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Friday, January 01, 2021

Farewell 2020, But F*ck You 2019.



While everyone is celebrating the farewell of 2020, and looks worriedly ahead to 2021, I just want to point out that 2019 was the year that fucked me over.

Last year's lockdown and COVID was a breeze in comparison.

Retirement investments in HK were fucked over by the extended and futile protests, the violence of which only exacerbated the problems there. There went a potential seven figure boost, my all in one egg-basket smashed by a HK police baton.

Then there was a very major health issue which fucked over any chances of reemployment and therefore residency in Singapore with my well-established (if diminishing with the usual expat curse of impermanancy) social circle of 16 years, and it has fucked over any future employment. At all. 2020, 2021... 20untilIdie, tearing through my savings until I qualify for a pension. 

Just saying. Looks like I'm stuck on my balcony, musing over a G&T and another sunset.


I found a Beefeater Gin bar-set in a local antique mega-store. Awesome. The highlight of 2019 

~~~~~~~~

I've been planning to write about all this in detail for a while now. NY resolution is to fix that ommission. 

Hopefully this year you'll hear a lot more frequently with shit-load of clever self-deprecating wit flying (with appropriate humility) in the face of overwhelming adversity from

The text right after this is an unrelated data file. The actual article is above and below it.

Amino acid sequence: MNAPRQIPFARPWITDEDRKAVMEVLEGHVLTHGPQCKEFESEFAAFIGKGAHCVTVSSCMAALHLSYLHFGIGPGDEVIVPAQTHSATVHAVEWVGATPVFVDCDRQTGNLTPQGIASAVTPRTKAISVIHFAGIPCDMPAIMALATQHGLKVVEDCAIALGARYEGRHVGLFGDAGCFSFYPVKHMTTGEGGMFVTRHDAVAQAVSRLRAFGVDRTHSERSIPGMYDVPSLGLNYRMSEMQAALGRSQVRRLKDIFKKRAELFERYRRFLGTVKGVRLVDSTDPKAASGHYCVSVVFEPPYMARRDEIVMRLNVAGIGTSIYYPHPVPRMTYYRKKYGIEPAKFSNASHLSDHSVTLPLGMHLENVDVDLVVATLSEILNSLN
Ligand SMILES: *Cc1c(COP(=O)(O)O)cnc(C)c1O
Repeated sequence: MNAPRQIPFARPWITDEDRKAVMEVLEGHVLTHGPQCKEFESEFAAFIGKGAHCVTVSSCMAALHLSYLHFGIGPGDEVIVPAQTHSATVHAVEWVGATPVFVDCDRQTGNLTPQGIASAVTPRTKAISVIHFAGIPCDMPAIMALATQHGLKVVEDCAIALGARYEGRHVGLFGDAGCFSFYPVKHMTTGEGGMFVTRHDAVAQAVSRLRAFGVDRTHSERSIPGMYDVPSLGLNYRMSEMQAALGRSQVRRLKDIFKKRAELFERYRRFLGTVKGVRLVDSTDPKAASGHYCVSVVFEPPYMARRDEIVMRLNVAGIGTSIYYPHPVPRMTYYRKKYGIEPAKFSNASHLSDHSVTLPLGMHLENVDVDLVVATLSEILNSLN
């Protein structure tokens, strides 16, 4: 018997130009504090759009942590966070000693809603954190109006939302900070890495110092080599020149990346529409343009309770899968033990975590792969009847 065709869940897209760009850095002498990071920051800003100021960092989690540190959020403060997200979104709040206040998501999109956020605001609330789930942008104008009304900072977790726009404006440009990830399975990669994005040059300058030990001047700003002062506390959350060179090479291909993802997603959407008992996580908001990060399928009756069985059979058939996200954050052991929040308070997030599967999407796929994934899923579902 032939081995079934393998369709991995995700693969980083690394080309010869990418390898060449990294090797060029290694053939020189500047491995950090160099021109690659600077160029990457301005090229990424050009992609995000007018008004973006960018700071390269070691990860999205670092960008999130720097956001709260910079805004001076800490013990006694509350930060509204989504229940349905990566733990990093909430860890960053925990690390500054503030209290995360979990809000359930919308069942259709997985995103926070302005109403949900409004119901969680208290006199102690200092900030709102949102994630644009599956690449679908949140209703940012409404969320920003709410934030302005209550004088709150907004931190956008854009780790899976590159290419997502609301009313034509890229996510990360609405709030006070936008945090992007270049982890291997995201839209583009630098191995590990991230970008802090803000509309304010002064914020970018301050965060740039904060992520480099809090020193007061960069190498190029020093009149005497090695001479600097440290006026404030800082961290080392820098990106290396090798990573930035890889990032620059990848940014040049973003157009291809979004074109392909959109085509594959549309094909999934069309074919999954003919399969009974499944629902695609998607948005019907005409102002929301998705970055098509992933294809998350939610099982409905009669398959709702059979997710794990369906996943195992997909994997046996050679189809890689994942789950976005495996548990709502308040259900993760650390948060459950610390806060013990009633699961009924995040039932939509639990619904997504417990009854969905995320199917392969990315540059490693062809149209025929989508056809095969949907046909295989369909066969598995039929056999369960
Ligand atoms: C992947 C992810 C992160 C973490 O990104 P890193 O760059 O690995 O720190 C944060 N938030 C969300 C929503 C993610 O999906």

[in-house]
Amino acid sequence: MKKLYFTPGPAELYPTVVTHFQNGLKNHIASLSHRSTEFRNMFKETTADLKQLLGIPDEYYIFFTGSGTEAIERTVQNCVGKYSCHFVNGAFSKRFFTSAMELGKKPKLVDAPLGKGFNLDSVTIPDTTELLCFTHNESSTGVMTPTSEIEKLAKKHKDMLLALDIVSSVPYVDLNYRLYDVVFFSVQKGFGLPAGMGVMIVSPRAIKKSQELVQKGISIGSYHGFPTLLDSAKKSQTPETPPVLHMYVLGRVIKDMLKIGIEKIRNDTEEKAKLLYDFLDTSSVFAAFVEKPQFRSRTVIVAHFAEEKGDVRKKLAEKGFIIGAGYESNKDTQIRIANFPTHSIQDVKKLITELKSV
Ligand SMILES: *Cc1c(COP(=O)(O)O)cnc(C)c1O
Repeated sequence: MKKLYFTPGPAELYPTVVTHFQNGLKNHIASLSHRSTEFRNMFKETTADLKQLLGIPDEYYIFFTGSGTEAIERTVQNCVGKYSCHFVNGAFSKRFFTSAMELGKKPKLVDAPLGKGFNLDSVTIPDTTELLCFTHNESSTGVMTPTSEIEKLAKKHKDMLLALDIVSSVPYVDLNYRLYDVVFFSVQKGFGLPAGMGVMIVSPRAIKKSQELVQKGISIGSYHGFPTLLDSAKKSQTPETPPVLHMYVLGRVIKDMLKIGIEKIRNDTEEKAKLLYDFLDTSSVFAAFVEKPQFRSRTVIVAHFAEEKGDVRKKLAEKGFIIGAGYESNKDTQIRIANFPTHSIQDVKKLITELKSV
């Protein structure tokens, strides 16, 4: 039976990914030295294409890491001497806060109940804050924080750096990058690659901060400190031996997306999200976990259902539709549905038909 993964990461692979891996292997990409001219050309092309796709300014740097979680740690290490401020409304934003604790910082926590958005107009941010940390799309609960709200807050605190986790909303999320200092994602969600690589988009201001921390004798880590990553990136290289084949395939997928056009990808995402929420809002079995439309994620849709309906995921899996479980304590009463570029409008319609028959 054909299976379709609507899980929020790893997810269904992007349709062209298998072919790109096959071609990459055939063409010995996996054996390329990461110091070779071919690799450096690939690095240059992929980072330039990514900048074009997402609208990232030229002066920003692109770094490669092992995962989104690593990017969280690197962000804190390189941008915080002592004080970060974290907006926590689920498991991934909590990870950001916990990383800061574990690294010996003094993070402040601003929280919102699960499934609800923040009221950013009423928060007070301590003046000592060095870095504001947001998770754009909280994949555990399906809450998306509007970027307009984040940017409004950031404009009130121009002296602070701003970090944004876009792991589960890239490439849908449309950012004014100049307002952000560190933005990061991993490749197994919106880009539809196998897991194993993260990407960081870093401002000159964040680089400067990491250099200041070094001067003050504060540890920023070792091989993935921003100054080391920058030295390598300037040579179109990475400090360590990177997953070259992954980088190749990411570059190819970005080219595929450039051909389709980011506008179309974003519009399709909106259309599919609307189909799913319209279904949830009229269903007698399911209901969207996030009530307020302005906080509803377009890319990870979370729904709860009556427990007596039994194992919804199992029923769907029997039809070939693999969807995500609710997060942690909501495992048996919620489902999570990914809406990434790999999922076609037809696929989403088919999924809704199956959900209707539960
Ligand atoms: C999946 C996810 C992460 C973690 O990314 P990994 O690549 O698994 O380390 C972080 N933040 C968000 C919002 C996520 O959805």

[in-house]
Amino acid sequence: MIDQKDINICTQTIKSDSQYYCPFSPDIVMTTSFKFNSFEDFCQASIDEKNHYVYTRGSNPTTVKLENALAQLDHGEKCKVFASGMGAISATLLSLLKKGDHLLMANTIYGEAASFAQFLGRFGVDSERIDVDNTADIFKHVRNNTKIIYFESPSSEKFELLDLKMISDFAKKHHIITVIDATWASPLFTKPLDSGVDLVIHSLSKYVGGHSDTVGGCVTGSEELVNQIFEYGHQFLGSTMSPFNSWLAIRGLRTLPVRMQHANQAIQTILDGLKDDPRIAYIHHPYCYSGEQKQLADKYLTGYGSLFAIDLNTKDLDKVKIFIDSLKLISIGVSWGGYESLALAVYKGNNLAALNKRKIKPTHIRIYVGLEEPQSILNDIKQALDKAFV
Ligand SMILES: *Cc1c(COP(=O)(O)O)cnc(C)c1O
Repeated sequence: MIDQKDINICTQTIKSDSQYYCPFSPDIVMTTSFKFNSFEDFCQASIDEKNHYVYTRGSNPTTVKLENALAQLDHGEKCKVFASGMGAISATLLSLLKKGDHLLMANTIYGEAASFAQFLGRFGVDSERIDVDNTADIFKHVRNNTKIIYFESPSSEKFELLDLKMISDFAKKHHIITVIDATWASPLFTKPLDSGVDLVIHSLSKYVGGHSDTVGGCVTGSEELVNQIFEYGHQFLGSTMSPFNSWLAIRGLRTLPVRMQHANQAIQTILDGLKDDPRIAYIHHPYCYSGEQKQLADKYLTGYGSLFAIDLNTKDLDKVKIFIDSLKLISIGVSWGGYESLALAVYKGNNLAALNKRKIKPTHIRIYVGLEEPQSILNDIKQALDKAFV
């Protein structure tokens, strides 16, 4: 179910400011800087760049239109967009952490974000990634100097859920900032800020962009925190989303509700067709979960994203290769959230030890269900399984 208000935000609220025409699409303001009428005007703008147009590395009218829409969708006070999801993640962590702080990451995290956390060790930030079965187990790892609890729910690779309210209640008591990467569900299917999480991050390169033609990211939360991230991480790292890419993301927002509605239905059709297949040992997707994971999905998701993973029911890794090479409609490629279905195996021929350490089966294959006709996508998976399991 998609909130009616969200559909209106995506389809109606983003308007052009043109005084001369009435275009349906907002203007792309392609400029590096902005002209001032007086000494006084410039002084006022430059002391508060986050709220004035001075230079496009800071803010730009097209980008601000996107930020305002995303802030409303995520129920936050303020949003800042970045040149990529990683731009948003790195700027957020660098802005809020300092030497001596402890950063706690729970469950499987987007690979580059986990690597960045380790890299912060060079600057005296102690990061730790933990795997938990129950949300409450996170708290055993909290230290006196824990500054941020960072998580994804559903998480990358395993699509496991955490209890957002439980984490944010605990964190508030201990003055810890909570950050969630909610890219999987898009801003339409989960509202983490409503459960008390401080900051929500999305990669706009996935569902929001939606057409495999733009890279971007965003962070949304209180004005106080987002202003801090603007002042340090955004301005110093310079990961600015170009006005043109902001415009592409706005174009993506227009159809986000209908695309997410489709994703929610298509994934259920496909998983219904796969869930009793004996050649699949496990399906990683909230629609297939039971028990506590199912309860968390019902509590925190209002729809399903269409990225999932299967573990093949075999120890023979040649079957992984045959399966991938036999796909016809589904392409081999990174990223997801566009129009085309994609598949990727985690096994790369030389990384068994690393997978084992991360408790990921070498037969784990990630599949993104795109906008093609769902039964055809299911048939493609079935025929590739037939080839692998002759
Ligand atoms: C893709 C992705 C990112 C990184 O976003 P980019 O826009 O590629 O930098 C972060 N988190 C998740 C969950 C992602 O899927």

E@L

Monday, December 28, 2020

QOTD

 

Mario wrote very seldom; in fact, for a long time past, the only signs of a writer about him were the pen and blank sheets of paper always lying ready on his desk. Those were the happiest days of his life, given up to dreams, and free from teasing practical problems; a sort of second childhood, more desirable even than the maturity of  a successful writer, whose words flow too glibly and with too little effort to the paper, leaving an empty husk which mistakes itself for ripe fruit.  Italo Svevo, The Hoax. (1929)

 

You see? You see? This is why E@L keeps loads and loads of books. Boxes and boxes of them. He picks up a volume at random and this gem of a paragraph unfolds before his eyes. How can one not relish that contradictory idea: the happiest days of his writing life were when he wasn't writing, even though he still thought of himself as a writer. So self-depricating in its contrariness, so freshly thought, so pretentiously unpretentious, so oxymoronical, so... so Svevoesque (new word, first in a long time!). 


This volume also contains The Story of The Nice Old Man and The Pretty Girl - a classic...

Sigh. E@L doesn't write anymore, but, unlike Mario, he doesn't kid himself/others that he's a writer either. 

Happy days for 

E@L



Saturday, December 05, 2020

In the current oeconomic climate...

Two thousand, three hundred and fifty years ago, trickle-down economics [sorta] was deemed bad and a progressive tax was imposed in Athens.   

"I saw, men of Athens, that your navy was decaying, and that, while the rich were getting off with small payments, citizens of moderate or small fortunes were losing their substance, and the state, by reason thereof, missing her opportunity of action. I therefore proposed a law, by which I compelled the one class (the rich) to perform their duty, and stopped the oppression of the poor; and --what was most useful to the country-- I caused her preparations to be made on time.

[On being offered bribes by the rich class to drop the law] "And no wonder they did so; for under the former laws they might divide the charge by sixteen, spending little or nothing themselves, and grinding down the needy citizens; whereas under my law everyone had to pay a sum proportioned to his means ..."  Demosthenes: On The Crown (330 BC).